A patient’s sociocultural background informs her or his health beliefs and behaviors. Physicians-in-training must be prepared to care for a socioculturally diverse patient population. Exposure to patients of varied race and ethnicity, physical ability, sexual orientation, gender identity, religions, etc., coupled with the communication skills to be respectful while gathering information through patient interviews and physical examinations, can give physicians a framework within which to form more effective patient-doctor relationships.
The goal is to prepare physicians-in-training to utilize the approach of cultural humility to provide culturally sensitive health care providers to diverse populations.
Development of these skills, and the emotional intelligence to apply them, is introduced early and continued throughout the curriculum as a longitudinal theme. It begins with the School’s educational objectives, where the components of cultural competence and cultural humility, are articulated in broad goals and specific objectives. Activities to help students achieve these objectives are woven throughout the curriculum.
The value and impact of diversity in the educational environment is addressed in three sessions during the first week orientation program. Students participate in large group sessions, small group discussions, and exercises that provide a vital forum for discussion and raising awareness of students’ pre-existing concepts and biases, and sets the stage for the curriculum that follows.
Introduction to Being a Physician
Within the Introduction to Being a Physician course, during the first full week of medical school classes, students spend a day in a Pittsburgh community that is challenged by economic decline. Through this immersive experience students gain perspective about the everyday challenges faced by many of the patients they will treat. This experience has been a vital start to the curriculum for nearly two decades.
Patient, Physician and Society Block
Continuing in the Patient, Physician and Society block, the Ethics, Law and Professionalism course includes sessions that address consent to treatment and treatment refusal, including raising student awareness of cultural and personal influences on the decision to accept or decline treatment. The importance of viewing health matters from a patient perspective is in the forefront in sessions on law at the end of life, actively hastening death, abortion and assisted reproduction.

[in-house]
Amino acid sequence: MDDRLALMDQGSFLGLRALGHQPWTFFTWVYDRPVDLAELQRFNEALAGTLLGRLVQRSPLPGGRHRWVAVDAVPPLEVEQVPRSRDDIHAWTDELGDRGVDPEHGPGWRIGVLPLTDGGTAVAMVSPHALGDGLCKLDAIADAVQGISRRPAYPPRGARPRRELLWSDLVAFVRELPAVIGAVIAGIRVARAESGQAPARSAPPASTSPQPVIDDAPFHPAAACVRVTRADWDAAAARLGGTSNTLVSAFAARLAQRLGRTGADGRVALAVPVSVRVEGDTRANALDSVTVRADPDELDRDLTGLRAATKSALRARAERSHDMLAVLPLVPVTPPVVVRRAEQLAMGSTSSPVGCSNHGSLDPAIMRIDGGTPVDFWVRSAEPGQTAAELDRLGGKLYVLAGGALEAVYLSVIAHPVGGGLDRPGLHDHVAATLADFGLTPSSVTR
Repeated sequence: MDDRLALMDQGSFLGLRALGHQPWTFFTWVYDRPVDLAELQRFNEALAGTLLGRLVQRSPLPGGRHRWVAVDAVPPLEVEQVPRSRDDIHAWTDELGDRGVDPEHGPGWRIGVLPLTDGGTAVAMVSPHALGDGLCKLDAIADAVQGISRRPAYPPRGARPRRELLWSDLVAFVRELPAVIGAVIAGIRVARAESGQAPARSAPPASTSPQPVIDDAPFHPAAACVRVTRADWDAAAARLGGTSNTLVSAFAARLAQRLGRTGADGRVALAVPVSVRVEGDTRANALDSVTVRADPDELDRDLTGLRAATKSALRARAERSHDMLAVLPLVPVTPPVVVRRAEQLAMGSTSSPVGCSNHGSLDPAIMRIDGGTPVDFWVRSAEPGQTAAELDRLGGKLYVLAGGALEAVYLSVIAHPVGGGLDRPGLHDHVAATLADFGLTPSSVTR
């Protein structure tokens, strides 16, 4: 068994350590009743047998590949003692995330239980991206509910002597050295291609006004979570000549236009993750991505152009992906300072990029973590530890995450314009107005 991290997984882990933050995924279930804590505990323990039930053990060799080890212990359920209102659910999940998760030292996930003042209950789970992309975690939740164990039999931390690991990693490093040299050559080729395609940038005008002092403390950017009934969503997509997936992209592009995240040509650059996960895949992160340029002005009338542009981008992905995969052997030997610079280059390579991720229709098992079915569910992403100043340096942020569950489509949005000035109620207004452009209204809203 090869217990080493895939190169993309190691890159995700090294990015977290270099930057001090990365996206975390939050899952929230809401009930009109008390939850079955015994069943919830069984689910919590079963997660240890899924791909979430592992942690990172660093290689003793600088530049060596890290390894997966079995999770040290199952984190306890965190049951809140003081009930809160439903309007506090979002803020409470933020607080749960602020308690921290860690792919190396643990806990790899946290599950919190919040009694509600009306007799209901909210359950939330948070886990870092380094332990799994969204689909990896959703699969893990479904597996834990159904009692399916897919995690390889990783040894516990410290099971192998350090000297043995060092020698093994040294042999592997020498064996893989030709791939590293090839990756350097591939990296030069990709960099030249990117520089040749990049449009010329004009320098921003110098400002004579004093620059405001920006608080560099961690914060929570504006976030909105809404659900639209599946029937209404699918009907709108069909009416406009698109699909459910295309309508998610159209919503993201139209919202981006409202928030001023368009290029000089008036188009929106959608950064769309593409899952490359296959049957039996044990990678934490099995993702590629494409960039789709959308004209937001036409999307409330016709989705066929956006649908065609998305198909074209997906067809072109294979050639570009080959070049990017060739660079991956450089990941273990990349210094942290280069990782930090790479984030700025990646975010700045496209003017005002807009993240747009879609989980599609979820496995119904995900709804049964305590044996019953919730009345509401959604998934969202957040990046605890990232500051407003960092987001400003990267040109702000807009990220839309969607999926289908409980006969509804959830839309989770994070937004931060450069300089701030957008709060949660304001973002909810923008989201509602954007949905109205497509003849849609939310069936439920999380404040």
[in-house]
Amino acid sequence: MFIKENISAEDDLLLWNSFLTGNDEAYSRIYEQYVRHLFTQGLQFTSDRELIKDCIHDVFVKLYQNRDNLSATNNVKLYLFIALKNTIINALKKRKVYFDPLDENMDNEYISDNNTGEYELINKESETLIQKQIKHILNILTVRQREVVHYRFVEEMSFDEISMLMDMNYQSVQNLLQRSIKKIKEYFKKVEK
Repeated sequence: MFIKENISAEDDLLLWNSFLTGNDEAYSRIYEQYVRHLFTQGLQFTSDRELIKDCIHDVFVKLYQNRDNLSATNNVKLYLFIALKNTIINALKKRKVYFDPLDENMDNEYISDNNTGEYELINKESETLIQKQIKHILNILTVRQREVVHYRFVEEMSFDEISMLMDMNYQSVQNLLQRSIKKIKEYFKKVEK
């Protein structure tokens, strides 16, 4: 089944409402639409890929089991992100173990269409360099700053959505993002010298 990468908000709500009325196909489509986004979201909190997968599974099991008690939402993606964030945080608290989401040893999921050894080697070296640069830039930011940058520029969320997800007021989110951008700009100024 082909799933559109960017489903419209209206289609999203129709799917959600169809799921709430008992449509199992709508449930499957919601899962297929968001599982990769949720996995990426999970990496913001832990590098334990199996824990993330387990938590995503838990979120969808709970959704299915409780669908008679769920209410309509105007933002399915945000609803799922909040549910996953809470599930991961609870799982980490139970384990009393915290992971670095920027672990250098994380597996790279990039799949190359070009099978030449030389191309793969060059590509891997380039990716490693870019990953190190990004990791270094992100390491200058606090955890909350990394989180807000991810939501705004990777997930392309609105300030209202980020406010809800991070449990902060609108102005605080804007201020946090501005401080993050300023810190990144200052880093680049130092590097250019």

In the Behavioral Medicine course, during spring of the first year, students learn how behavioral and social factors can impact disease, in areas such as pain, substance use disorders and motivation to change health behaviors.
During the clinical clerkships, cultural competence and cultural humility are incorporated in didactic sessions and clinical experiences. In the Family Medicine Clerkship, a small group session on culturally competent care is part of the day-long introductory curriculum. In the Pediatric Clerkship, students may opt to rotate at the SALUD clinic which serves the Spanish-speaking community. Many students volunteer at SALUD and other clinics for underserved populations throughout the four years.
Professional Enrichment Courses
Professional enrichment courses provide additional opportunities for learning in this area, beyond the required curriculum. For example, basic and intermediate courses in medical Spanish have been extremely well received by students. Introductory Spanish instruction is offered during the summer between first and second year. More advanced courses on practical conversations in medical Spanish are offered to first and second year students during the academic year.
The success of the Spanish program inspired expansion to other languages and cultures. The first medical French workshop was conducted, to help students preparing for a Family Medicine-sponsored clinical experience in Haiti. Student interest in research and clinical rotations at the UPMC hospital in Palermo, Italy, has also increased significantly in recent years. As part of preparation for those cultural immersions, an Italian language program has been developed. This program incorporates a combination of independent study using Rosetta Stone and in-class practice with an Italian language instructor and native speakers. It is tailored to fit within students’ busy academic calendars while providing a platform for more in-depth learning once they arrive in Palermo.
With all of this interest and growth in language and cross-cultural preparation for students planning experiences here and abroad, these programs have been organized to form the foundation of the Passport to Care program. This program provides resources and organization to help students acquire language skills and cultural background to prepare them for special curricular experiences and everyday professional practice with diverse populations.